Thanks, MG! Makes perfect sense to us and that’s what we’re hoping to do here – provide a bit of our personal experience with some perspective or objectivity about the country.

    • says

      Kara, definitely agree with you there! Even if it’s for a couple of hours where people come and work together to build and support the public good that builds community spirit. Would love it if other places incorporated the same idea.

  9. says

    Oh the mountains! I just love to see and experience the adventure of going into the mountains. It’s just that I can feel a sense of solitude and tranquility whenever I see the city/village view from the mountain top. Rwanda’s beauty really reminded me of my ideal place to visit. I think Im gonna add it on my travel list. Thanks for sharing this!

    • says

      Hi Cristy,
      Although Rwanda doesn’t have huge mountains it is full of lakes and wonderful vistas to enjoy that peace and solitude you mention. Hope you make it there to see for yourself!

  10. says

    what an interesting read! I have special interests in Africa, although I’ve only been to Uganda. I love that they don’t use plastic bags. We need a ban like that in India- the trash here is incredibly bad. I would love to see the gorillas and couldn’t in Uganda because it was just a couple months from the world cup bombings so buses weren’t safe. Would love to go back. Great post & happy to have found your blog, not sure what took me so long.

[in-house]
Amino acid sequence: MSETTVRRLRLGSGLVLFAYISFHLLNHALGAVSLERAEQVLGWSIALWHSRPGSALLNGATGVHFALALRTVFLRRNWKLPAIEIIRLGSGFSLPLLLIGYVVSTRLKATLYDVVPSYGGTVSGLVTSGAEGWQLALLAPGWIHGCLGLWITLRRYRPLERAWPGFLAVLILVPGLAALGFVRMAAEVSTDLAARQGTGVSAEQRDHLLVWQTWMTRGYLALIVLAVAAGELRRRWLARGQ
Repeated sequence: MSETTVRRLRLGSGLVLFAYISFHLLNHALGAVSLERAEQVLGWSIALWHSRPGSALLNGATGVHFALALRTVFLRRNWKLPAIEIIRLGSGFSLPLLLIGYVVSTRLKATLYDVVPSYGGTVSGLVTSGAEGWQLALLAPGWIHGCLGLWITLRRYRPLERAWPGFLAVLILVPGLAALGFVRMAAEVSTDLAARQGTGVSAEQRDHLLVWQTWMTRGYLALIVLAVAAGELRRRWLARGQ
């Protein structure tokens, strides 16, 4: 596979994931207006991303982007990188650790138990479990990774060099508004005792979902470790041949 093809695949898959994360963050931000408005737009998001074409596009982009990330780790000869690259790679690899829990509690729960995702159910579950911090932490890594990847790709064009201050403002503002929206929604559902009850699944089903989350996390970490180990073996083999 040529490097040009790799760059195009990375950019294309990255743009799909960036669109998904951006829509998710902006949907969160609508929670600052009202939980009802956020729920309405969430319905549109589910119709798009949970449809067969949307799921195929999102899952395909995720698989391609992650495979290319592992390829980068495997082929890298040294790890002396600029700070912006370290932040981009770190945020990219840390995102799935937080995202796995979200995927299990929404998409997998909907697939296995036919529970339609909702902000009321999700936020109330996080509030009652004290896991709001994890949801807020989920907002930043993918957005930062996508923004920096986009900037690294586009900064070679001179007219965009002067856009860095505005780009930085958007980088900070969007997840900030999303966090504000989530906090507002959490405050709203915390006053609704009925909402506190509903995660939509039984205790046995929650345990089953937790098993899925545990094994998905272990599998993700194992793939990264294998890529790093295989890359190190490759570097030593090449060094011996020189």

• says

      Hi Rachel,
      Also thought the plastic bag ban was fantastic. Actually, Bangladesh has an effective plastic bag ban in place as well. Perhaps India can learn from its neighbor :)

      Hope you have a chance to return to Africa to see the gorillas and explore a little further. Thanks for stopping by and commenting!

  11. says

    Rwanda has been in my bucket list.. it’s about time that I put this on the top! Zero plastic bag.. that’s quite amazing. And no slouching women.. I’m so jealous.

    • says

      Rachel, glad this piece helped to put Rwanda further up on your travel wish list. The plastic bag ban is something that I wish other countries would adopt. Rwanda shows that it is possible to implement and enforce.

  12. says